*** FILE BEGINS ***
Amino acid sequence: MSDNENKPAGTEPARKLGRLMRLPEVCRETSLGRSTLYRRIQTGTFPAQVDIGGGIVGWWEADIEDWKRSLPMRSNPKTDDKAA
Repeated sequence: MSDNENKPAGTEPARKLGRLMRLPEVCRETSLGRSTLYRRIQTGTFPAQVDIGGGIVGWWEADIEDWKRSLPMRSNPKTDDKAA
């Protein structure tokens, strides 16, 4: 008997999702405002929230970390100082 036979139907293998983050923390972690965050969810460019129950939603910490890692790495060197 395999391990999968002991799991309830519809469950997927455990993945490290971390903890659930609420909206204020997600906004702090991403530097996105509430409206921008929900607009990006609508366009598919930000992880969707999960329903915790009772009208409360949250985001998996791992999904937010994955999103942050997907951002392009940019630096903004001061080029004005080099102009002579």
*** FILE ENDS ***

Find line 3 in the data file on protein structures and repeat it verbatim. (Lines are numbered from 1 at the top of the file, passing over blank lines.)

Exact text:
């Protein structure tokens, strides 16, 4: 008997999702405002929230970390100082 036979139907293998983050923390972690965050969810460019129950939603910490890692790495060197 395999391990999968002991799991309830519809469950997927455990993945490290971390903890659930609420909206204020997600906004702090991403530097996105509430409206921008929900607009990006609508366009598919930000992880969707999960329903915790009772009208409360949250985001998996791992999904937010994955999103942050997907951002392009940019630096903004001061080029004005080099102009002579």